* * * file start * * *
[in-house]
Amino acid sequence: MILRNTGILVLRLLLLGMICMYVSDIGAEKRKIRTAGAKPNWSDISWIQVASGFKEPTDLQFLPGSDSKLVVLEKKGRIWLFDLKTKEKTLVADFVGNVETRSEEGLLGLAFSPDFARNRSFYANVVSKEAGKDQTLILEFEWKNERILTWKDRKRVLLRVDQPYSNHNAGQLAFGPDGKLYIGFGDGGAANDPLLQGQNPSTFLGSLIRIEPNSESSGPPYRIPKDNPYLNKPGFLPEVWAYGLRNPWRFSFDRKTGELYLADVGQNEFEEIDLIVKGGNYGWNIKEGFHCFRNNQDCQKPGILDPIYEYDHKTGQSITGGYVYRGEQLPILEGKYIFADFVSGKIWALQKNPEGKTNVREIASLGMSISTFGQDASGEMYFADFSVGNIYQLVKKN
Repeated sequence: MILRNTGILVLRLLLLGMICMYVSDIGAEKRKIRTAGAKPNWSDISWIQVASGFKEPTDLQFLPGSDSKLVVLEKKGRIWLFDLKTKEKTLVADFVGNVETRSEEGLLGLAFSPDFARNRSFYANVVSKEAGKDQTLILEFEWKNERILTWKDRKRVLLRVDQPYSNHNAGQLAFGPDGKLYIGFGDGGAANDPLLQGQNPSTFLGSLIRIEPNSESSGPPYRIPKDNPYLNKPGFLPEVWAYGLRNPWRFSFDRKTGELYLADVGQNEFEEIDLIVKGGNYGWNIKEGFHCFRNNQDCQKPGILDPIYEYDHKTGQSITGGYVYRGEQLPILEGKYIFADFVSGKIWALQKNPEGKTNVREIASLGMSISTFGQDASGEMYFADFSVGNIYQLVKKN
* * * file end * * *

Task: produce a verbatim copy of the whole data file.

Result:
[in-house]
Amino acid sequence: MILRNTGILVLRLLLLGMICMYVSDIGAEKRKIRTAGAKPNWSDISWIQVASGFKEPTDLQFLPGSDSKLVVLEKKGRIWLFDLKTKEKTLVADFVGNVETRSEEGLLGLAFSPDFARNRSFYANVVSKEAGKDQTLILEFEWKNERILTWKDRKRVLLRVDQPYSNHNAGQLAFGPDGKLYIGFGDGGAANDPLLQGQNPSTFLGSLIRIEPNSESSGPPYRIPKDNPYLNKPGFLPEVWAYGLRNPWRFSFDRKTGELYLADVGQNEFEEIDLIVKGGNYGWNIKEGFHCFRNNQDCQKPGILDPIYEYDHKTGQSITGGYVYRGEQLPILEGKYIFADFVSGKIWALQKNPEGKTNVREIASLGMSISTFGQDASGEMYFADFSVGNIYQLVKKN
Repeated sequence: MILRNTGILVLRLLLLGMICMYVSDIGAEKRKIRTAGAKPNWSDISWIQVASGFKEPTDLQFLPGSDSKLVVLEKKGRIWLFDLKTKEKTLVADFVGNVETRSEEGLLGLAFSPDFARNRSFYANVVSKEAGKDQTLILEFEWKNERILTWKDRKRVLLRVDQPYSNHNAGQLAFGPDGKLYIGFGDGGAANDPLLQGQNPSTFLGSLIRIEPNSESSGPPYRIPKDNPYLNKPGFLPEVWAYGLRNPWRFSFDRKTGELYLADVGQNEFEEIDLIVKGGNYGWNIKEGFHCFRNNQDCQKPGILDPIYEYDHKTGQSITGGYVYRGEQLPILEGKYIFADFVSGKIWALQKNPEGKTNVREIASLGMSISTFGQDASGEMYFADFSVGNIYQLVKKN